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The Lure of the Jersey Shore

What has made America fall in love with the Côte Crass?

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You need not wait for the results from the Census to know one thing: There are more colorful characters per capita in New Jersey than in any other state in the nation. You can’t swing a cat without hitting a freakin’ Snooki. Just take a drive down the Garden State Parkway through the Jackass Belt, hang a left into any one of a dozen or so shore towns, and pull into the first hoagie shop you see: Don’t be afraid. Talk back to Vinnie! That’s how it’s done. You will get exactly the sandwich you want no other way.

One thing you learn growing up at the Jersey shore is how to be mouthy and funny and loud while—if you get the mix exactly right—still retaining a certain charm. It’s a skill learned from hanging out in diners. The most telling fact about Jersey is that the state is home to 600 diners—more than anywhere else in the country. The fact that my mother was a waitress in a diner is not particularly surprising to anyone from Jersey. Everyone works in a diner! And what did my parents miss the most when they retired to a farm in West Virginia? Loud, mouthy, funny people.

Historically, mouthy New Jerseyans have had an outsize impact on American culture. Martha Stewart, Frank Sinatra, Wendy Williams, Dennis Rodman, Tara Reid, Jerry Lewis, Whitney!—all from the Garden State. There are lots of theories about why the state tends to produce famous people, but the most sensible one is that proximity to Manhattan tends to over-stoke the crazy dreams of all those face-pressed-up-against-the-glass strivers.

Now, of course, one needn’t leave Jersey to fulfill his or her attention-seeking ambitions. Cable television is overrun with self-described guidos and guidettes. Why New Jersey? Why now? And why so many Italian-American caricatures? (I grew up with a lot of Snookis and Situations; to my ear and eye, there is nothing off-key about Jersey Shore or The Real Housewives or Jersey Couture). My friend Rob Morea, who still occasionally slips into a Central Jersey patois—“I’m just sayin’ … ” becomes “I’m just schayin’ … ”—believes the popularity of Jersey on television is that everyone misses The Sopranos. Something, no matter how inferior, had to fill the giant hole left behind when James Gandolfini (Westwood!) retired his lovingly precise portrayal of Tony. And those bitches on Housewives have more than a little in common with Carmela. They may keep a “classy” house and get a lot of pedicures, but they will cut you.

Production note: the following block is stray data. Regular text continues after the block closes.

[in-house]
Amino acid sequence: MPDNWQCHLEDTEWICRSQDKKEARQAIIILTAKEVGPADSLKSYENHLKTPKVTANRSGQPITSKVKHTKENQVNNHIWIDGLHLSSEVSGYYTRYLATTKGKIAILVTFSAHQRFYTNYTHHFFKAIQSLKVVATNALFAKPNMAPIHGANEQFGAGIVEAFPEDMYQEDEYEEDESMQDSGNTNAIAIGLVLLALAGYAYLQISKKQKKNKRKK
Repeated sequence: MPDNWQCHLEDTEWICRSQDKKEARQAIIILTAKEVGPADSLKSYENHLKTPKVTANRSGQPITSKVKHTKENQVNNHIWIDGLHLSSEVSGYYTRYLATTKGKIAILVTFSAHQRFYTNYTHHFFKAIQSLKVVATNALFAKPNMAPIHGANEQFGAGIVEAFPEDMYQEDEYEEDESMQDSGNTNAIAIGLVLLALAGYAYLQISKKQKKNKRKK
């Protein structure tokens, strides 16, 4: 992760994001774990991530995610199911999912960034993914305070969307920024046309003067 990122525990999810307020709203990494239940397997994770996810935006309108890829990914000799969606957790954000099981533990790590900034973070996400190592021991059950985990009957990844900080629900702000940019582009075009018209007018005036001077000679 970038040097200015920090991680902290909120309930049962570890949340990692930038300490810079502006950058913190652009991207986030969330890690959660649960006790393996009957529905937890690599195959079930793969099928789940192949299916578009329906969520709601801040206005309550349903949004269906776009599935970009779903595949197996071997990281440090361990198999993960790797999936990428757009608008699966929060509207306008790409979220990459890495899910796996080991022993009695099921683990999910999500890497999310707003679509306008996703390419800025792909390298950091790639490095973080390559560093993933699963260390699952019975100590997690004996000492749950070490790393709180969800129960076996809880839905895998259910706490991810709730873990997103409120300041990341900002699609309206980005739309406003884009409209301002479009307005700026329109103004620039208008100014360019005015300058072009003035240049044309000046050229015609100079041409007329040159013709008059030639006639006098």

My personal theory is that reality TV is currently in its peak-oil phase. There is not an unlimited supply of the sort reality-show producers depend upon: outrageous, unanalyzed characters with enough self-regard to allow cameras to show them behaving like clowns. The Jersey reality-television boomlet is a bit like the Deepwater Horizon disaster: It is now painfully obvious that the industry is desperately drilling deeper and deeper for the outrageous, often pent-up characters America is addicted to. And now they have come to drill down where they know there is a deep reserve, a place guaranteed to unleash a gusher: the Jerz.

But don’t take my (or Bravo’s) word for it. The Jersey shore isn’t all Snookis. Come see for yourself all the wondrous natural resources Jersey has to offer—the beaches, the hoagies, and, yes, the characters—before they pump the well dry.


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